From Reactor to Creator

Close Up Of Old English Dictionary Page With Word Creator

The global response to the pandemic has been swift. The resulting lockdown – as I wrote last week – created a nightmare situation for many working parents. It’s just as well women have always excelled at fixing things behind the scenes: isn’t that what the mental load is all about?

And yet again women – working mums in particular – have stepped up. The evidence is compelling: news and research articles describing how women continue to shoulder much of the burden of care and household work in the ‘new normal’. And social media posts from women asking for tips on how to work and home school; how to negotiate with partners also working at home; and how to fit it all into 24 hours when sleep is a necessity.

In a crisis women respond. And in that same crisis they often find creative opportunities.

Now the talk is turning to what happens as restrictions are lifted. It’s time to turn our attention towards the future; and to creating a ‘new normal’ that suits us and our families better. Drawing on the experiences of the past few weeks here are a few small steps to take:

  • Reflect on whether your business case for flexible working has strengthened. The consensus is that the enforced move to home working demonstrated to employers that more jobs can be worked flexibly than they were ever willing to acknowledge.
  • Use this opportunity to negotiate the reduced hours arrangement you need. Given speculation that employers may need to cut jobs, this is an ideal way for yours to retain key skills. If you’re in a managerial or other senior role then job-share could be the way to proceed. It’s an easy one for employers to understand. And as they say: two heads are better than one. With planning the impact on employers is minimal and there are many intermediaries out there who can help set it up.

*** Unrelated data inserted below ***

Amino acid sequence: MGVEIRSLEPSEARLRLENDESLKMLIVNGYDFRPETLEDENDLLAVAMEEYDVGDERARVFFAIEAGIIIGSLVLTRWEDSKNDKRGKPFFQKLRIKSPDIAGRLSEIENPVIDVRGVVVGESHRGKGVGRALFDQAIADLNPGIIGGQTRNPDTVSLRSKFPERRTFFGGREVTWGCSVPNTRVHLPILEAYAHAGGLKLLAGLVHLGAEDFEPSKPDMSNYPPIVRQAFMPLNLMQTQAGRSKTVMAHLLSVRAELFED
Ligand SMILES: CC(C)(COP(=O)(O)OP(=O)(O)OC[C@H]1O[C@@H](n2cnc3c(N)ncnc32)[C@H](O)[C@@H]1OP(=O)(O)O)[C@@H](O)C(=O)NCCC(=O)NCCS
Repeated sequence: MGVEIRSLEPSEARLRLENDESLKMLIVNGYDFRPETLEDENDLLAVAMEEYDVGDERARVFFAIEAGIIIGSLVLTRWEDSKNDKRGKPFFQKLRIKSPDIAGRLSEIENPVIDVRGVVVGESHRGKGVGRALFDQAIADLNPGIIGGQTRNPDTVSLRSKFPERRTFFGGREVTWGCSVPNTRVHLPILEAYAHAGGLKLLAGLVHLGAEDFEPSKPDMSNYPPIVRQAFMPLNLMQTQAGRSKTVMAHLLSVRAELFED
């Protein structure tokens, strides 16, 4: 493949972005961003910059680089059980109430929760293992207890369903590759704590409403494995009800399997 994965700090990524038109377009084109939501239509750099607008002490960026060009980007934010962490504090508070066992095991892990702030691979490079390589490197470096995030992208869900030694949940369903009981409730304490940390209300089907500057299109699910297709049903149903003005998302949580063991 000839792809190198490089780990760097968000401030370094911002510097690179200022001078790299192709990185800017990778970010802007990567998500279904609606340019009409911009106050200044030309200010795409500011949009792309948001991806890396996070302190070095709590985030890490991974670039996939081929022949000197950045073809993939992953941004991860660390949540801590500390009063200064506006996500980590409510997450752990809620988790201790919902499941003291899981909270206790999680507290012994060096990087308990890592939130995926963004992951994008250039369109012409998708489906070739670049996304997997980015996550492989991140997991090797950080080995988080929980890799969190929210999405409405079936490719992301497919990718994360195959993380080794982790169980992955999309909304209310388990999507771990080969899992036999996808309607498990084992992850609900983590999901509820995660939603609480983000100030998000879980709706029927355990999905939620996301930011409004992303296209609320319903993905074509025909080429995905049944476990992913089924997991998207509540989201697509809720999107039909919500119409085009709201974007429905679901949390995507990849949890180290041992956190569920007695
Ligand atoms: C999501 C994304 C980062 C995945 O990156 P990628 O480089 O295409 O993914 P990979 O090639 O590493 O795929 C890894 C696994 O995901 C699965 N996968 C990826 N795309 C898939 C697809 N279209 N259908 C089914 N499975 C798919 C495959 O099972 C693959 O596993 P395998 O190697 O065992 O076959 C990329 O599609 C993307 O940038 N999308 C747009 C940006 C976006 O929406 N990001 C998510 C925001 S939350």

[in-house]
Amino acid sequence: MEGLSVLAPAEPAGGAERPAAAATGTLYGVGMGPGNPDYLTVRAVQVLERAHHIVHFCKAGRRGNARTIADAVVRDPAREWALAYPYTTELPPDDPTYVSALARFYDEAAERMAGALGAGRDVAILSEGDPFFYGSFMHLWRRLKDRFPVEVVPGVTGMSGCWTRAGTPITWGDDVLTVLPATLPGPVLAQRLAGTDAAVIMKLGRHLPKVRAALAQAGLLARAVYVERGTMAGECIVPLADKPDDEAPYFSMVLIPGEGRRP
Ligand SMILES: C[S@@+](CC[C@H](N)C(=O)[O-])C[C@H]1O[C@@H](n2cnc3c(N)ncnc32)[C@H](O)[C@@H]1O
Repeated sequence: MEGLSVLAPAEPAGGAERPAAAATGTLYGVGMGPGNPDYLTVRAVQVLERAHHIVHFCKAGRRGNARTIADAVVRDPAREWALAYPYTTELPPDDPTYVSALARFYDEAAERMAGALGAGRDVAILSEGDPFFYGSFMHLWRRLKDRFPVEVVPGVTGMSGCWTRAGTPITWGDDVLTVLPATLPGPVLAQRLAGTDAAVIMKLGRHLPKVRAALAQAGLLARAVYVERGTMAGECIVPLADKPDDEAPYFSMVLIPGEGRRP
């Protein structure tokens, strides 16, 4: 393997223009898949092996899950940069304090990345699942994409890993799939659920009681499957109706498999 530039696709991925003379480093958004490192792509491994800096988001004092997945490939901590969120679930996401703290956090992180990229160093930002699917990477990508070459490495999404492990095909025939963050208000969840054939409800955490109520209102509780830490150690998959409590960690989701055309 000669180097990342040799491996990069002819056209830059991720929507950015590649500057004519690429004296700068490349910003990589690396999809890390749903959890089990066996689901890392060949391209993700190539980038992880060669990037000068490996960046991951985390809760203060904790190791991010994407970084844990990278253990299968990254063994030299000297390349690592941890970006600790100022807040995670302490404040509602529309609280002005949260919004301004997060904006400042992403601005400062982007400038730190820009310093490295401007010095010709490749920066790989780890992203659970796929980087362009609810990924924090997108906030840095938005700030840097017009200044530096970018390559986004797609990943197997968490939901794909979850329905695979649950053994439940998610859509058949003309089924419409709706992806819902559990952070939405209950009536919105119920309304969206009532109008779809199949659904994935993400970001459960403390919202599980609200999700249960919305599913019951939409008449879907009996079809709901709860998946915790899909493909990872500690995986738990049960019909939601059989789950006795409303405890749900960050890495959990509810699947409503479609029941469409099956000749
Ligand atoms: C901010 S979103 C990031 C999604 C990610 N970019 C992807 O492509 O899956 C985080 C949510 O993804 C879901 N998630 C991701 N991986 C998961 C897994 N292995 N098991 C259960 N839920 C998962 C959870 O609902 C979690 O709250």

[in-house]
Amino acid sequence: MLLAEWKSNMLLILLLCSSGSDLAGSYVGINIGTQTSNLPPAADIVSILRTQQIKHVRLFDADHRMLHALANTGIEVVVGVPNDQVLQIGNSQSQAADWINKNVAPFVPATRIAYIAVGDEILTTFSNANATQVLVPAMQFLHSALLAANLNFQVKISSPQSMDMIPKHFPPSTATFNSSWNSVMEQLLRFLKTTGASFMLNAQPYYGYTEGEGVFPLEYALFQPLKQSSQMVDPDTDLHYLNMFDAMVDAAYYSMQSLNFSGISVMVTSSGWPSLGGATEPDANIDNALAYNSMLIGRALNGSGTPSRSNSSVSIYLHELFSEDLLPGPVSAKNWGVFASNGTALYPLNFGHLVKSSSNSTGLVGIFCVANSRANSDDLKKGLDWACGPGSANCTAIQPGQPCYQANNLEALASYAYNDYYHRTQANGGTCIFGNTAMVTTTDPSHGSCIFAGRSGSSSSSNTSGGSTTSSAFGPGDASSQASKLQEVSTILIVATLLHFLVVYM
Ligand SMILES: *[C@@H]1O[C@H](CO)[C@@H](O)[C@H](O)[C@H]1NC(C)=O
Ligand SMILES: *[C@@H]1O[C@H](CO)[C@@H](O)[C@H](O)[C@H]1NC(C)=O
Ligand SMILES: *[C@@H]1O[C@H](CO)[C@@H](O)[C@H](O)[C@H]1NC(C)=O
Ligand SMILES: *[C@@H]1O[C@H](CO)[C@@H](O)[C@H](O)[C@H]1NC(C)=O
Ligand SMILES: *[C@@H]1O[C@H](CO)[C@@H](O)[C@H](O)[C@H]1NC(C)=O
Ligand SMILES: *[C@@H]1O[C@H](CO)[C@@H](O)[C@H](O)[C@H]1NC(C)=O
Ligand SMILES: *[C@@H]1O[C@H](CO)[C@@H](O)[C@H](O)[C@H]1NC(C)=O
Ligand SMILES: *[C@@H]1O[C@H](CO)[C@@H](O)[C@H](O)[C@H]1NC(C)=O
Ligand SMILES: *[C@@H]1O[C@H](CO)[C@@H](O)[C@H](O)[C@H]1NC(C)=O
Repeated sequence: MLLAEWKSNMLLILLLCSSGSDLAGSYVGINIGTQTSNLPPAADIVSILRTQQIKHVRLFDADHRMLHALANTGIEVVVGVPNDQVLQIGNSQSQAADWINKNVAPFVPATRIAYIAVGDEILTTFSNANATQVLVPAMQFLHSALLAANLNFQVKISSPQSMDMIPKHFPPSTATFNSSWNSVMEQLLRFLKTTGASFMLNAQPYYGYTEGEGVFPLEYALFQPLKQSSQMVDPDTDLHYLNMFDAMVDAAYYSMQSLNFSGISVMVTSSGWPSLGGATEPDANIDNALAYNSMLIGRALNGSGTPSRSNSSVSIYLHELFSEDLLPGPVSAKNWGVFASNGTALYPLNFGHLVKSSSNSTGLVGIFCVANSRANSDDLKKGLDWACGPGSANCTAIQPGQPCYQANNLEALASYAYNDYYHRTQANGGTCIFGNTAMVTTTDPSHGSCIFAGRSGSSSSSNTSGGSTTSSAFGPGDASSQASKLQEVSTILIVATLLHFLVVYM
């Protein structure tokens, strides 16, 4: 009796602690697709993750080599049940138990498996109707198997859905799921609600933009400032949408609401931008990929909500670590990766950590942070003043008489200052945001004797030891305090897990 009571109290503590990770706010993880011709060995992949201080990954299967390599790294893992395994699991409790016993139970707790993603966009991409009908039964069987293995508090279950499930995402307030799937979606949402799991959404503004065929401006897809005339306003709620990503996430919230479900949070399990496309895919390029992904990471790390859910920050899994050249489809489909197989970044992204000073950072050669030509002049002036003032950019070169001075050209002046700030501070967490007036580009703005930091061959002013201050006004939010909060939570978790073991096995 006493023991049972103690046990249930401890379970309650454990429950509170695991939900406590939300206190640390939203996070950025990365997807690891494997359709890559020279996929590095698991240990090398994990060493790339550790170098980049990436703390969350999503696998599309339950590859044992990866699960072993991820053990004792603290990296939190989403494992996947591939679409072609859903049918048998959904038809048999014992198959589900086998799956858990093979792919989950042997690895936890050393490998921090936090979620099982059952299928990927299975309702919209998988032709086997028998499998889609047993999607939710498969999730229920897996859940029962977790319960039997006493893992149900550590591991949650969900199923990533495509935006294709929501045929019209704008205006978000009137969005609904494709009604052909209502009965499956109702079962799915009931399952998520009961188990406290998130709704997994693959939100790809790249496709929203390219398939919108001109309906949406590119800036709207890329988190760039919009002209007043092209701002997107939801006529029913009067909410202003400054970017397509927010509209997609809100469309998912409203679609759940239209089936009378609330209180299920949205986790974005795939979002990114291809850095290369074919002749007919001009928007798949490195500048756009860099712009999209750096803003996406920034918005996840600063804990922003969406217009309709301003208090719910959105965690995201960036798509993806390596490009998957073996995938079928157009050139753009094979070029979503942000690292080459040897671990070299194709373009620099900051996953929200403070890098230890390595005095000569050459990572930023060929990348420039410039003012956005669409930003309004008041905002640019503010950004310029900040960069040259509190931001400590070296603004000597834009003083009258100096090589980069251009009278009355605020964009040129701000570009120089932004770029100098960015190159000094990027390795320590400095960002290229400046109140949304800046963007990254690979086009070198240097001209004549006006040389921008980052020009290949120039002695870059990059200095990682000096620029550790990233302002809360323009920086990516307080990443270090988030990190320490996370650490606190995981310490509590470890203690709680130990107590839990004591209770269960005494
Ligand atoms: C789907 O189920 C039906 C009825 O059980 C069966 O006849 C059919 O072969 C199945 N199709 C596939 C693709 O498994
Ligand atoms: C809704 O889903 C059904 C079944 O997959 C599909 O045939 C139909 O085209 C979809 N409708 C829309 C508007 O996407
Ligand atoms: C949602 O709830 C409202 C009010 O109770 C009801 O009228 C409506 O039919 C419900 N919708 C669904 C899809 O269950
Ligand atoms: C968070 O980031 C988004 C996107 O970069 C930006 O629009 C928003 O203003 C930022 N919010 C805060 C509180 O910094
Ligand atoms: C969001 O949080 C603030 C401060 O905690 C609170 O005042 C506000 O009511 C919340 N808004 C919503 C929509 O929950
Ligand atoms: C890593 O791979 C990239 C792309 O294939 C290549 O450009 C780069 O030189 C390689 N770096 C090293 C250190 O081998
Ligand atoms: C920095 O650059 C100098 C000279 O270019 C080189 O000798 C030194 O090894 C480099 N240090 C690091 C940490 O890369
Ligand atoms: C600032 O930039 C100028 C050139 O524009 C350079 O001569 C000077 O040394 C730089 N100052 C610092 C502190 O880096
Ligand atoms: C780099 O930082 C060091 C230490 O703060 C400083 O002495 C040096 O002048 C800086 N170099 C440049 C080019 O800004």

• Ask your HR department whether the organisation has a stated Work Life Balance Policy; and whether guidelines exist on how to switch off from work. Research has shown only half of employers provide any formal advice on how to manage the information and communications technologies that increasingly push us to be always connected to work. Research has also shown this takes its toll on mothers who often work a triple shift and end up exhausted.
  • If your workplace has a Parents or Women’s network put improving work life balance on the agenda for the next meeting. Encourage people to share their recent experiences and reflect on how things can be improved to accommodate women’s unpaid (and often invisible) caring responsibilities.
  • Use this time to normalise conversations around work life balance. Most of us are currently in the same boat: juggling home and work in unprecedented ways. We’re being encouraged to acknowledge the challenges when interacting with colleagues. But the risk remains that once schools open and grandparents come out of lockdown those challenges will again fall off the radar of managers and employers. It’s essential we ensure that doesn’t happen or women will continue to be underrepresented at senior levels in the workplace.

The creative part of our brains has been given a boost as we’ve engaged in play with our children or reconnected with our cookery skills. Let’s harness that new found creativity to establish new ways to lean in on our own terms.

Taking charge of your flexible working arrangement

Choice Between Family And Career. One Choosing Between Parent Re